Introducing Mechanical Engineer Thomas Wallner – Researching the Future of Transportation

bridges, vol. 32, December 2011 / News from the Network: Austrian Researchers Abroad

By Manuel Froschauer

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Thomas Wallner, a mechanical engineer by training and a principal investigator at Argonne's Center for Transportation Research, has been "in hydrogen for the last 12 years," as he puts it. Wallner is doing research in the area of alternative fuels, with a special focus on hydrogen internal combustion engines (H2ICE), a technology that should eventually pave the way for fuel cell cars.


wallner_omnivorous_engine2_small_mf_120811.jpgThomas Wallner working on the “Omnivorous engine”

"Hydrogen is an exotic research area, with only a handful of laboratories worldwide working on it. This gives you the opportunity to do a lot of things that are very novel," Wallner says. From initially working exclusively on hydrogen, which is the simplest element and the most plentiful gas in the universe, Wallner has also spread to additional research areas.These include improving engines and adapting them to use different fuels, such as the "Omnivorous Engine," which automatically calibrates itself to any mix of gasoline and alcoholic fuels.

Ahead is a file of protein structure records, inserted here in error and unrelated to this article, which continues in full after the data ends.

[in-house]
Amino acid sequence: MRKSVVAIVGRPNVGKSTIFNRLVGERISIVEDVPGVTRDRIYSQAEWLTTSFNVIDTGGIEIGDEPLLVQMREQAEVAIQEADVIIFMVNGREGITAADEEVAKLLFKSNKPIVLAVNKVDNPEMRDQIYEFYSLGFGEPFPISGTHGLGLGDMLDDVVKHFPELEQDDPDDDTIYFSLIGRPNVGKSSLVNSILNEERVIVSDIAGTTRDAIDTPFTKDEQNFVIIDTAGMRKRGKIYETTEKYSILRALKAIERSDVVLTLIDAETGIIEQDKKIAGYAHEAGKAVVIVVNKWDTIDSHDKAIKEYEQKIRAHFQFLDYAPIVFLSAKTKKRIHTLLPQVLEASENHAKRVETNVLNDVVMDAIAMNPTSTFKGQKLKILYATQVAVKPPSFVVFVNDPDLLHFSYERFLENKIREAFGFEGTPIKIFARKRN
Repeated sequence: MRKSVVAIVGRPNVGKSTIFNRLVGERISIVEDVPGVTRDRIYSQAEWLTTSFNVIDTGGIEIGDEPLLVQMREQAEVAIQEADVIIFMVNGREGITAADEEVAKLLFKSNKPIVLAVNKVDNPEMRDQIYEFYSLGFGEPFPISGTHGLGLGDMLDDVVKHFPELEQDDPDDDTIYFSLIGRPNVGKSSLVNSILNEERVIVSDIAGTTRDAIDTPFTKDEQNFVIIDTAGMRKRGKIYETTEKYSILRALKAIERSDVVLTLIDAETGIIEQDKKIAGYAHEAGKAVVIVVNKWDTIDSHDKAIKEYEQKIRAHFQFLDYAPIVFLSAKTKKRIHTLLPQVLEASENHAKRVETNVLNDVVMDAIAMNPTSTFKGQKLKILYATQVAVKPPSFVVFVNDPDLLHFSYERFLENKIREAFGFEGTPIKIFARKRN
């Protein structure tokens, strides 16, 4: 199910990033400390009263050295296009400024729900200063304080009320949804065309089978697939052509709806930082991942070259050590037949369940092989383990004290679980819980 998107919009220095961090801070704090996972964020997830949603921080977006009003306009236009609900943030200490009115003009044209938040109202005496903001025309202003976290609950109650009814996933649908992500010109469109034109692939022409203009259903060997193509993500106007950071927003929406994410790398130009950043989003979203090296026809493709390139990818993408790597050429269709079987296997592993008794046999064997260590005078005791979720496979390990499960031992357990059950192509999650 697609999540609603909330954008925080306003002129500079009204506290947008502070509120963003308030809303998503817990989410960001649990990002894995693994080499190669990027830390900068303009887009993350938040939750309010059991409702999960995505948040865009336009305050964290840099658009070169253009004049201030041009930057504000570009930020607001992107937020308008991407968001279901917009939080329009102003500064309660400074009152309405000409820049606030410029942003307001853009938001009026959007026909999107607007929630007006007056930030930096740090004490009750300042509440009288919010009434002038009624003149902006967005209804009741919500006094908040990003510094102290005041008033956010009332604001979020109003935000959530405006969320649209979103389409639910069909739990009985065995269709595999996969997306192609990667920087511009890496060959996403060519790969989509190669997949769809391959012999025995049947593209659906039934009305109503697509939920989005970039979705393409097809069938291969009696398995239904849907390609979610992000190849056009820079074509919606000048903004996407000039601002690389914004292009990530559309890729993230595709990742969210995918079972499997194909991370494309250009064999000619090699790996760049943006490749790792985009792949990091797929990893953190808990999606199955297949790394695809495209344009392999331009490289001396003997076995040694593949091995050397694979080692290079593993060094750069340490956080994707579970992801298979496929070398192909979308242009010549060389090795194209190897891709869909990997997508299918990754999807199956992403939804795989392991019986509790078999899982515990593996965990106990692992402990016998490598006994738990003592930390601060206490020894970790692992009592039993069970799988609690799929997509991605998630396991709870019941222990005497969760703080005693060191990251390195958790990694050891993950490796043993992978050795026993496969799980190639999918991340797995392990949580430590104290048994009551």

Apart from his work, Wallner is organizing sessions at the SAE International world congress, and he is publishing frequently in SAE's engineering magazines. SAE International is a global association of more than 128,000 engineers and related technical experts in the aerospace, automotive, and commercial-vehicle industries. Just recently Wallner was one of six who received the SAE Award as a distinguished presenter, an award received when three of your presentations are rated "outstanding" by the audience. Wallner is also a committed head of the Chicago chapter of ASciNA (Austrian Scientists in North America), a role in which he tries to support other Austrian scientists in the area and organizes a monthly cracker-barrel gathering at the Austrian Bakery . As an adjunct assistant professor at Michigan Technological University, in Houghton, Michigan, he mentors students for their master's thesis or their Ph.D. at Argonne. In addition, he has maintained good ties with his alma mater in Graz, Austria, and hosted a student from there who conducted research in his lab.

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